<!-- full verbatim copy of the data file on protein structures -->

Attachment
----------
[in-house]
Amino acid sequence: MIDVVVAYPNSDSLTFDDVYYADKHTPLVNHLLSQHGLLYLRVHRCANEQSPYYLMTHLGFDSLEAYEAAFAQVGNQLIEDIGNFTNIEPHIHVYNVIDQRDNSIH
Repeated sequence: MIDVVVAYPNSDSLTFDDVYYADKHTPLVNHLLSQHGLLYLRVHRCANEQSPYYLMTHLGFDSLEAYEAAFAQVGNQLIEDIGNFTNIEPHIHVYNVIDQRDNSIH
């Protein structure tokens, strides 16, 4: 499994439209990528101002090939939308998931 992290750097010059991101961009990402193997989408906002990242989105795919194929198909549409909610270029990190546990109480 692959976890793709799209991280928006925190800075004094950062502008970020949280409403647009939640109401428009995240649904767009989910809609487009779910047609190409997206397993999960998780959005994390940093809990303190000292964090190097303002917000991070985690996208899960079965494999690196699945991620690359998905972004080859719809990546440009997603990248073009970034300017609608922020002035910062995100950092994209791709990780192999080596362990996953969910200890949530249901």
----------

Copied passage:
[in-house]
Amino acid sequence: MIDVVVAYPNSDSLTFDDVYYADKHTPLVNHLLSQHGLLYLRVHRCANEQSPYYLMTHLGFDSLEAYEAAFAQVGNQLIEDIGNFTNIEPHIHVYNVIDQRDNSIH
Repeated sequence: MIDVVVAYPNSDSLTFDDVYYADKHTPLVNHLLSQHGLLYLRVHRCANEQSPYYLMTHLGFDSLEAYEAAFAQVGNQLIEDIGNFTNIEPHIHVYNVIDQRDNSIH
């Protein structure tokens, strides 16, 4: 499994439209990528101002090939939308998931 992290750097010059991101961009990402193997989408906002990242989105795919194929198909549409909610270029990190546990109480 692959976890793709799209991280928006925190800075004094950062502008970020949280409403647009939640109401428009995240649904767009989910809609487009779910047609190409997206397993999960998780959005994390940093809990303190000292964090190097303002917000991070985690996208899960079965494999690196699945991620690359998905972004080859719809990546440009997603990248073009970034300017609608922020002035910062995100950092994209791709990780192999080596362990996953969910200890949530249901």